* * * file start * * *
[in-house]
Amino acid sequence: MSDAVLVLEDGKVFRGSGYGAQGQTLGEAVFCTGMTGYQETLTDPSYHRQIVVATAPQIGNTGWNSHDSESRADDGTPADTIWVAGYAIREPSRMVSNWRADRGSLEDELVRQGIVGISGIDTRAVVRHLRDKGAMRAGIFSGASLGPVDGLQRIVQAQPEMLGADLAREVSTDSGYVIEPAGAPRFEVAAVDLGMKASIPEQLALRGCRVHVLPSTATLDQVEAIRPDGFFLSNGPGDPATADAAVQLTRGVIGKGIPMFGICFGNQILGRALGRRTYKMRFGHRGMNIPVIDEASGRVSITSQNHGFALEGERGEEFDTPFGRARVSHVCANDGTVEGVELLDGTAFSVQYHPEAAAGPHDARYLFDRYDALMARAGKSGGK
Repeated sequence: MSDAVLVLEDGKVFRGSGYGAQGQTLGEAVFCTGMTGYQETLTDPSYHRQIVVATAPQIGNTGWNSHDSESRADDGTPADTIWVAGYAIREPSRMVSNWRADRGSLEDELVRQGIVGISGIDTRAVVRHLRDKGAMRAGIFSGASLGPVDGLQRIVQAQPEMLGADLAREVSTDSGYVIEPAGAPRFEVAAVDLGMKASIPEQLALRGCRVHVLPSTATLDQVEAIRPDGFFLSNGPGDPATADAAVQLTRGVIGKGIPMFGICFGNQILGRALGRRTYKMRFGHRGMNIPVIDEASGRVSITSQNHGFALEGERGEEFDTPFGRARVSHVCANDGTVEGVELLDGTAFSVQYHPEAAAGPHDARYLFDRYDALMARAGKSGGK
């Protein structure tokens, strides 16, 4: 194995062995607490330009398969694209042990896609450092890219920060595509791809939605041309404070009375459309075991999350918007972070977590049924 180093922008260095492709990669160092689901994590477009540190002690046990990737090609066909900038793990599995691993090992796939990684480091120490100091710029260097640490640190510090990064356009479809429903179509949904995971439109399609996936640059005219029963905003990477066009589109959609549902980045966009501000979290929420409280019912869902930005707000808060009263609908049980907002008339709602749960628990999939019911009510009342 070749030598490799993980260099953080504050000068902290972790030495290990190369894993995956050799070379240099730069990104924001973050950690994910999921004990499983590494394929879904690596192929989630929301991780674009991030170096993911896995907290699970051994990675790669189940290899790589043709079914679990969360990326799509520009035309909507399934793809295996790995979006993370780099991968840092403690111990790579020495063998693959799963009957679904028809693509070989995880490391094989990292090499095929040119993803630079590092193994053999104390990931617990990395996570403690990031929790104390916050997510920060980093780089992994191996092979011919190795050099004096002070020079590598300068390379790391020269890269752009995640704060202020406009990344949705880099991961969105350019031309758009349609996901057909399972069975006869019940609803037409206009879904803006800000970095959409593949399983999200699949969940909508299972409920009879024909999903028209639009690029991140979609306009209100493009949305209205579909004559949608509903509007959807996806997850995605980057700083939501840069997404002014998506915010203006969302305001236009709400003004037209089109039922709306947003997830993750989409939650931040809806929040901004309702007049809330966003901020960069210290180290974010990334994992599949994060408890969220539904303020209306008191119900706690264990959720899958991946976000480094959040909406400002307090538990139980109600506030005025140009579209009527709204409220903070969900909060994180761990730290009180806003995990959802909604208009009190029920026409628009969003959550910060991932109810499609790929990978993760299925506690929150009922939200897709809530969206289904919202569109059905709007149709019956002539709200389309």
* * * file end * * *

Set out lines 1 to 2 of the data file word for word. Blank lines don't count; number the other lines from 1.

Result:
[in-house]
Amino acid sequence: MSDAVLVLEDGKVFRGSGYGAQGQTLGEAVFCTGMTGYQETLTDPSYHRQIVVATAPQIGNTGWNSHDSESRADDGTPADTIWVAGYAIREPSRMVSNWRADRGSLEDELVRQGIVGISGIDTRAVVRHLRDKGAMRAGIFSGASLGPVDGLQRIVQAQPEMLGADLAREVSTDSGYVIEPAGAPRFEVAAVDLGMKASIPEQLALRGCRVHVLPSTATLDQVEAIRPDGFFLSNGPGDPATADAAVQLTRGVIGKGIPMFGICFGNQILGRALGRRTYKMRFGHRGMNIPVIDEASGRVSITSQNHGFALEGERGEEFDTPFGRARVSHVCANDGTVEGVELLDGTAFSVQYHPEAAAGPHDARYLFDRYDALMARAGKSGGK